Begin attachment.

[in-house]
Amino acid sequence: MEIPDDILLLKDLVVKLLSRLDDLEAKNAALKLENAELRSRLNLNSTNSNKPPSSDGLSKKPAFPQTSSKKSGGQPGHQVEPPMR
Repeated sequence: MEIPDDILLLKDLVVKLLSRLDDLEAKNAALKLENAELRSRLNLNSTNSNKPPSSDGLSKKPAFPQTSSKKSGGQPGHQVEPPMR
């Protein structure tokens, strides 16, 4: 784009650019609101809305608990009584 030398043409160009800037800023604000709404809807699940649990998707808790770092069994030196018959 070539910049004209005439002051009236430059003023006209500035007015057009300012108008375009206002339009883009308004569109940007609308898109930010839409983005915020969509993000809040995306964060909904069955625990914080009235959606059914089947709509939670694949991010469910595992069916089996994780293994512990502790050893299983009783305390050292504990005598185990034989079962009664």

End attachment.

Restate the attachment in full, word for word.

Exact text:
[in-house]
Amino acid sequence: MEIPDDILLLKDLVVKLLSRLDDLEAKNAALKLENAELRSRLNLNSTNSNKPPSSDGLSKKPAFPQTSSKKSGGQPGHQVEPPMR
Repeated sequence: MEIPDDILLLKDLVVKLLSRLDDLEAKNAALKLENAELRSRLNLNSTNSNKPPSSDGLSKKPAFPQTSSKKSGGQPGHQVEPPMR
């Protein structure tokens, strides 16, 4: 784009650019609101809305608990009584 030398043409160009800037800023604000709404809807699940649990998707808790770092069994030196018959 070539910049004209005439002051009236430059003023006209500035007015057009300012108008375009206002339009883009308004569109940007609308898109930010839409983005915020969509993000809040995306964060909904069955625990914080009235959606059914089947709509939670694949991010469910595992069916089996994780293994512990502790050893299983009783305390050292504990005598185990034989079962009664």